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Monday, June 25, 2012

Is a rift developing between the Bundesbank and the ECB?


I’m sure that there is some source for information about ECB politics, but I haven’t encountered it yet (maybe it’s in German). So I only know what I read in the papers about what’s going on there; I don’t have any backroom gossip. The latest ECB news is that it has once again lowered its collateral standards to allow PIIGS banks (i.e., Spain) to continue to have access to credit. It used to be that the ECB accepted only blue-chip assets; today there isn’t much that it won’t take.

The interesting development is that not only did the Bundesbank dissent from this decision, but that it did so publicly. What does this mean? It suggests that, to some degree, the Bundesbank may be losing influence at the ECB.

The ECB is controlled by a 23-member Governing Council which consists of the six members of the Executive Board, plus the 17 governors of the eurozone’s central banks. There are two Germans on the Governing Council, versus 21 others, including seven members from the PIIGS.  Voting on the Council does not reflect the financial resources or credit ratings of the member countries. The PIIGS plus France have nine votes (if you include Draghi) to Germany’s two.

I have to assume that Draghi, the ECB president, acts as the leader and consensus builder on the Council. Under pressure from France and the PIIGS, he evidently decided that maintaining the liquidity of the Spanish banks (downgraded today) was more important than collateral quality or keeping the Bundesbank happy. Presumably, the Bundesbank knew that it would be outvoted, so that it could take its principled stand without triggering the collapse of the Spanish banking system.

So far so good. But on the horizon is the possibility of a major break between the Bundesbank and the ECB.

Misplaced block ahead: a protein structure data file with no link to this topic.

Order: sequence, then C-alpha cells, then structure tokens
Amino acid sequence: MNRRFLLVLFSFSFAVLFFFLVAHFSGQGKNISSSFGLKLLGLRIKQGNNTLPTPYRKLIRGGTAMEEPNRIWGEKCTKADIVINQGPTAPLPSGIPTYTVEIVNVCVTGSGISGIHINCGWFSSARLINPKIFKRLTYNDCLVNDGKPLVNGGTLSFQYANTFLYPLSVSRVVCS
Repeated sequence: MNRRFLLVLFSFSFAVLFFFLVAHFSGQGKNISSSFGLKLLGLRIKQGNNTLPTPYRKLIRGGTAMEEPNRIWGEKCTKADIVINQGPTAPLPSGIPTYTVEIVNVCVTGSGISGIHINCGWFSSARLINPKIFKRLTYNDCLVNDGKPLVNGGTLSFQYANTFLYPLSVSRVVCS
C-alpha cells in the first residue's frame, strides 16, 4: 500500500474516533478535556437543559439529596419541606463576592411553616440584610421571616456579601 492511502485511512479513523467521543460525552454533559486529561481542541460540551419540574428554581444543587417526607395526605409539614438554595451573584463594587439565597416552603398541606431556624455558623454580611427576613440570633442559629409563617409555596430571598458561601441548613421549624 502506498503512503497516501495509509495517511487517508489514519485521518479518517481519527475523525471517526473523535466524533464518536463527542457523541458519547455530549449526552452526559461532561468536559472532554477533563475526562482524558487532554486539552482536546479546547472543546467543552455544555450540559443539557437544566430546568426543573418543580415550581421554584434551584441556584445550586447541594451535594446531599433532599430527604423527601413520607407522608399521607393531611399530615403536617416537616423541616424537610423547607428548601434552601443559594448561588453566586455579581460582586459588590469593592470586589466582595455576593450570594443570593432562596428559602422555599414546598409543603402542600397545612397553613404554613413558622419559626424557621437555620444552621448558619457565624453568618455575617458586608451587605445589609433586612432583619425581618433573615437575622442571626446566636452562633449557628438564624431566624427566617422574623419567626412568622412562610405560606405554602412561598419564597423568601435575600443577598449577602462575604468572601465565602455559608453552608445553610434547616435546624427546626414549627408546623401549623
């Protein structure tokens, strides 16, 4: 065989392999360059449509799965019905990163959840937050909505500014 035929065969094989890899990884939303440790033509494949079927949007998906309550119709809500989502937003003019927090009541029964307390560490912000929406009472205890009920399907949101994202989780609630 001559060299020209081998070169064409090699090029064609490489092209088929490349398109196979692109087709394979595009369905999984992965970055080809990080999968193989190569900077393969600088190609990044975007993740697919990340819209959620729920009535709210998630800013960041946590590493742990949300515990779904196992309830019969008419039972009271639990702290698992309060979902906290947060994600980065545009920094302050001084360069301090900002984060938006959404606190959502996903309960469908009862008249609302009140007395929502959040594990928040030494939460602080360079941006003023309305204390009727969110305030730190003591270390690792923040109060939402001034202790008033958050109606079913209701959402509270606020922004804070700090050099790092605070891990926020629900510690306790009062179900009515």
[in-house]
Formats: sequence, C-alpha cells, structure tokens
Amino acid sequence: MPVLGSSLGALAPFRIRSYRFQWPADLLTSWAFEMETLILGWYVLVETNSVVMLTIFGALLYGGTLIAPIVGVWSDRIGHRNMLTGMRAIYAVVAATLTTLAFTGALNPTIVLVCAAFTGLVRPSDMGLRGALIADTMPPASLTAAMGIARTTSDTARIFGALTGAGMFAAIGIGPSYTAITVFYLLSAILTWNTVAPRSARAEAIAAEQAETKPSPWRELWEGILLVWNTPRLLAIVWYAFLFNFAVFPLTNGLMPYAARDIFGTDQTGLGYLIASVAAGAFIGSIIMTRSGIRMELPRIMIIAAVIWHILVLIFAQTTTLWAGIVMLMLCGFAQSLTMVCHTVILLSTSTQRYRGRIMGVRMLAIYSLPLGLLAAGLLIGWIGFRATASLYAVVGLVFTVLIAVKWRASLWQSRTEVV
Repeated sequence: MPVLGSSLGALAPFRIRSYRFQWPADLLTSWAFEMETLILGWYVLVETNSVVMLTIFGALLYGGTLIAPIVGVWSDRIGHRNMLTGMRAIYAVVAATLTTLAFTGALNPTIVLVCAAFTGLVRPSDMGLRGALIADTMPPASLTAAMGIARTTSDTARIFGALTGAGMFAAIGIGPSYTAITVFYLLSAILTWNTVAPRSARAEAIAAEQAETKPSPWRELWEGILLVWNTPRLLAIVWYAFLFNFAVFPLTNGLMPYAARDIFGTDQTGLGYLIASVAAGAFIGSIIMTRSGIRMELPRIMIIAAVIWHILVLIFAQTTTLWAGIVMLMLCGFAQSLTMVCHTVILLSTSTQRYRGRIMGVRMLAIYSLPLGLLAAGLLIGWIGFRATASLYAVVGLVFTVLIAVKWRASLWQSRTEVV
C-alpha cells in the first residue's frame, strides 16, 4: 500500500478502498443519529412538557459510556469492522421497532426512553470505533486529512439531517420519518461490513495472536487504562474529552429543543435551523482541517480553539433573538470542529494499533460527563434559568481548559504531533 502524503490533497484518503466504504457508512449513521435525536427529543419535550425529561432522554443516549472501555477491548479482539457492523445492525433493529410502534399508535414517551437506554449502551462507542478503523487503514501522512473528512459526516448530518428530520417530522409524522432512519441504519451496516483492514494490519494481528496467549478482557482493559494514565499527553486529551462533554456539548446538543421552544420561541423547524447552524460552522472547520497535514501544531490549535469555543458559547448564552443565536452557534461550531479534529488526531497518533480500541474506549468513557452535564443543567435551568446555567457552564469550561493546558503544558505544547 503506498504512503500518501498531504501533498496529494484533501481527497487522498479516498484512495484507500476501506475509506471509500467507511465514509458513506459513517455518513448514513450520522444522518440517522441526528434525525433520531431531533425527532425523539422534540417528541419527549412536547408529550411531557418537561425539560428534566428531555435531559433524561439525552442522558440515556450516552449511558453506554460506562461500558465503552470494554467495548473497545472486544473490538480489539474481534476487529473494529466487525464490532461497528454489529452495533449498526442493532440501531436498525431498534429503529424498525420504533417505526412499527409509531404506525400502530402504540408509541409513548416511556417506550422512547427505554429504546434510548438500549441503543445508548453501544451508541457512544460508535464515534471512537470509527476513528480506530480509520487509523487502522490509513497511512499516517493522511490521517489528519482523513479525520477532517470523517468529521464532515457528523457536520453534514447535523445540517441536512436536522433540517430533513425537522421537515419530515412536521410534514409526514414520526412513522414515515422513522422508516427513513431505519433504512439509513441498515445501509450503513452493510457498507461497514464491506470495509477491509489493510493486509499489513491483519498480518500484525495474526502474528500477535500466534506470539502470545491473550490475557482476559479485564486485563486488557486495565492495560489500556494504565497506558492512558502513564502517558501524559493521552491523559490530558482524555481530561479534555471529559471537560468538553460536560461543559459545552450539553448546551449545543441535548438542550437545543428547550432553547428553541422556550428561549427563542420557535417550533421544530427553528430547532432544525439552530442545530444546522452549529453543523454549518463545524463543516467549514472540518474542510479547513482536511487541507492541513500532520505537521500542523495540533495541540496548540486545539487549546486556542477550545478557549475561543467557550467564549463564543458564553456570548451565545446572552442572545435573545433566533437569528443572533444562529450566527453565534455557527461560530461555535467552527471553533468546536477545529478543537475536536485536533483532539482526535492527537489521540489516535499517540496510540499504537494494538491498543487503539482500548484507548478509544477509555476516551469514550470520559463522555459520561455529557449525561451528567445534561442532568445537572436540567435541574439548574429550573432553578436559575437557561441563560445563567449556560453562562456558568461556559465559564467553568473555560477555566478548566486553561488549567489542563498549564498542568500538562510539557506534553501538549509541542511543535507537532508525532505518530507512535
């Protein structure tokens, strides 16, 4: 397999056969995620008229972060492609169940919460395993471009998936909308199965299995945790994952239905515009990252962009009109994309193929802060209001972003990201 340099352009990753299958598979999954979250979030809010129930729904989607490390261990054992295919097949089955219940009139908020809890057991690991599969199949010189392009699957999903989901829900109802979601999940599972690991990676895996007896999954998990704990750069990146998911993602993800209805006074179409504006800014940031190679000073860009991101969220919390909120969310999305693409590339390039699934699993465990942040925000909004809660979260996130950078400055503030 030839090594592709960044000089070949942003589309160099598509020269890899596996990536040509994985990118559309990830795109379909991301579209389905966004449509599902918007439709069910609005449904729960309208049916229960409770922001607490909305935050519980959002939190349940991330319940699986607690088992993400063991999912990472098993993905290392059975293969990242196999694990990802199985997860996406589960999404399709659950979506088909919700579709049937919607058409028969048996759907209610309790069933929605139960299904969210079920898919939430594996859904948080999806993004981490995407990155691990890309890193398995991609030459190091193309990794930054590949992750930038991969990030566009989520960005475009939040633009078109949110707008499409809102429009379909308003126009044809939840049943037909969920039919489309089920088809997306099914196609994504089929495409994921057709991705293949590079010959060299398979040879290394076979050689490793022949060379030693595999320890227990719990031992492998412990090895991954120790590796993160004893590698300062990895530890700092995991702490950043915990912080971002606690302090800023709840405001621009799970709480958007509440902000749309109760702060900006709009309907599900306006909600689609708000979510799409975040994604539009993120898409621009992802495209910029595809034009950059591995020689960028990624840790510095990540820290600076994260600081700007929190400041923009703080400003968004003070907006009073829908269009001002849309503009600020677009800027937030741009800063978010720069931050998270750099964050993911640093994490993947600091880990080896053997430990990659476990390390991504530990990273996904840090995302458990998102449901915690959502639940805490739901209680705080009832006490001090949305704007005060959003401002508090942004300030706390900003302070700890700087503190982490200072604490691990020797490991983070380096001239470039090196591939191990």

The Bundesbank has emphasized its view that the ECB has no mandate beyond price stability. The Germans believe that there is no legal basis for the ECB to bail out banks or governments. And further, the president of the Bundesbank has said that the ECB has no mandate to purchase jointly-guaranteed eurobonds, since this would represent a backdoor government bailout.

This would seem to set up a conflict between the AAA-rated Northern Europeans (5 votes) and the PIIGS plus France (9 votes). In the deciding middle would be Belgium, Estonia, Malta, Austria, Slovenia and Slovakia.

Should Draghi decide to throw his hand in with the PIIGS and push the Council toward an ECB-funded bailout, this would put the North into quite a pickle. Would Germany allow the ECB to grab its credit card and use it to bail out the PIIGS? Not willingly. But what could they do? They are treaty-bound to uphold the decisions of the ECB; they have no veto.

I see such a conflict looming. I don’t know how it could be resolved, other than by German capitulation. Watch this space.




5 comments:

Anonymous said...

Would they not be expected to act in the same "heroic" way the Fed did in 2008? The alternative is unbearable to the Euro majority, the Germans notwithstanding.

Chris Mahoney said...

By "they" do you mean the Bundesbank or the ECB? The question is, if the ECB wants to be heroic and the Bundesbank doesn't, what happens then?

James Ross said...

Belgium, Estonia, Malta, Austria, Slovenia and Slovakia will go with Germany.

Chris Mahoney said...

You mean, will vote against using the ECB to rescue the PIIGS?

Anonymous said...

Chris,
If you are correct, and I think you are, whose side would you want to be on when the euro project blows up? PIIGS - Germany.